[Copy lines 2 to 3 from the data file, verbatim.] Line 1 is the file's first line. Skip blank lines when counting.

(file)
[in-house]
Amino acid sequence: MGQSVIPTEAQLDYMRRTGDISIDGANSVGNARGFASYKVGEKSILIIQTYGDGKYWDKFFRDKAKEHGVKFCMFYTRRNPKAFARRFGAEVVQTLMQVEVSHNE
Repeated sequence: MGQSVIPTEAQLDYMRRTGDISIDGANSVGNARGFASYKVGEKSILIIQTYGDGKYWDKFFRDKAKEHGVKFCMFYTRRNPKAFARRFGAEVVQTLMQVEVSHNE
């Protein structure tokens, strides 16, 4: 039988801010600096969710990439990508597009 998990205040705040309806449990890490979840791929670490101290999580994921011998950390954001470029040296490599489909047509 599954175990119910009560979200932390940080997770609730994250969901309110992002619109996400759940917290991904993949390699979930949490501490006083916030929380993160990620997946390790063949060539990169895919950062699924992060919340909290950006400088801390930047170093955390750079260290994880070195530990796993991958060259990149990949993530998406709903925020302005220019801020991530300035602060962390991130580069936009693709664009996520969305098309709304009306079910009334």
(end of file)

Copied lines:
Amino acid sequence: MGQSVIPTEAQLDYMRRTGDISIDGANSVGNARGFASYKVGEKSILIIQTYGDGKYWDKFFRDKAKEHGVKFCMFYTRRNPKAFARRFGAEVVQTLMQVEVSHNE
Repeated sequence: MGQSVIPTEAQLDYMRRTGDISIDGANSVGNARGFASYKVGEKSILIIQTYGDGKYWDKFFRDKAKEHGVKFCMFYTRRNPKAFARRFGAEVVQTLMQVEVSHNE